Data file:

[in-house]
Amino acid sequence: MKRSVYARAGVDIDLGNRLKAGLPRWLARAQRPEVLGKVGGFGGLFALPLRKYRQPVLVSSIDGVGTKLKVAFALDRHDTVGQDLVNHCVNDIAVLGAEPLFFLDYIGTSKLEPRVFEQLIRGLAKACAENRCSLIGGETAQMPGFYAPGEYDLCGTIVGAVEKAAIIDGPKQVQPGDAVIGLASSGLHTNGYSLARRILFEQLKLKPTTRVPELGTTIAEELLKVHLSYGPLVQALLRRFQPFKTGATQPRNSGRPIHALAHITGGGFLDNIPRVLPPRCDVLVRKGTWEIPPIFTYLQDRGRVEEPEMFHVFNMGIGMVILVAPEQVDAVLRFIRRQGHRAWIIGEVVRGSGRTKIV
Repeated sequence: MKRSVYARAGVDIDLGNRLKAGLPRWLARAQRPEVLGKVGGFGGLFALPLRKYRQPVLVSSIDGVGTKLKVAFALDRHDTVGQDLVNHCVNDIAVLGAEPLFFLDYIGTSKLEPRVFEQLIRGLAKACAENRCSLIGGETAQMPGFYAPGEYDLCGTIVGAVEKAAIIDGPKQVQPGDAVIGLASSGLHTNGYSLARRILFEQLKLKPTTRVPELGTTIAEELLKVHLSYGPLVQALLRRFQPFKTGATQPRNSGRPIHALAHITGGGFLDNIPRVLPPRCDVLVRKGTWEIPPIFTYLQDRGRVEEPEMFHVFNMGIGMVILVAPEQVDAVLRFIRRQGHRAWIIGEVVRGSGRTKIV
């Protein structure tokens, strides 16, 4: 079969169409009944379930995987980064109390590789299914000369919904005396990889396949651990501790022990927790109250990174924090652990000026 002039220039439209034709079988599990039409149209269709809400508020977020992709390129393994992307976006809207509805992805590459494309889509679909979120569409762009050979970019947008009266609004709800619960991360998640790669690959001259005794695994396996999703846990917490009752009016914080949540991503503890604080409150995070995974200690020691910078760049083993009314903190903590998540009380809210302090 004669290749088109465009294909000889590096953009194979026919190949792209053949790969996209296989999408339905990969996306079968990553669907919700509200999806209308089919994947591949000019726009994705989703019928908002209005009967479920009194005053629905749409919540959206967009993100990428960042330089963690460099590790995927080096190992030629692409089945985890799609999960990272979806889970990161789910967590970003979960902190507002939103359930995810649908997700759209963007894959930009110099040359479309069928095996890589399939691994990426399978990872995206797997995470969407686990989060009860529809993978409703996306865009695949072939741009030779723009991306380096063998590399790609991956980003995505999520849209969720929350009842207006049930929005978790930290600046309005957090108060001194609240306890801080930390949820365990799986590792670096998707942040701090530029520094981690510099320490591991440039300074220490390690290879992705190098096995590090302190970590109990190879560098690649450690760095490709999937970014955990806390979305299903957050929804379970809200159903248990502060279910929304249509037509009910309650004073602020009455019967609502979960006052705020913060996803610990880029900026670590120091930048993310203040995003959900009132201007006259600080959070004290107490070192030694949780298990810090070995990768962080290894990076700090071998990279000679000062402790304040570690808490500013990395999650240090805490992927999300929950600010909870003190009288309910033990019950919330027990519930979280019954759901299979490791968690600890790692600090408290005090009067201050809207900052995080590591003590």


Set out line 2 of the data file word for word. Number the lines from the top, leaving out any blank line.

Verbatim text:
Amino acid sequence: MKRSVYARAGVDIDLGNRLKAGLPRWLARAQRPEVLGKVGGFGGLFALPLRKYRQPVLVSSIDGVGTKLKVAFALDRHDTVGQDLVNHCVNDIAVLGAEPLFFLDYIGTSKLEPRVFEQLIRGLAKACAENRCSLIGGETAQMPGFYAPGEYDLCGTIVGAVEKAAIIDGPKQVQPGDAVIGLASSGLHTNGYSLARRILFEQLKLKPTTRVPELGTTIAEELLKVHLSYGPLVQALLRRFQPFKTGATQPRNSGRPIHALAHITGGGFLDNIPRVLPPRCDVLVRKGTWEIPPIFTYLQDRGRVEEPEMFHVFNMGIGMVILVAPEQVDAVLRFIRRQGHRAWIIGEVVRGSGRTKIV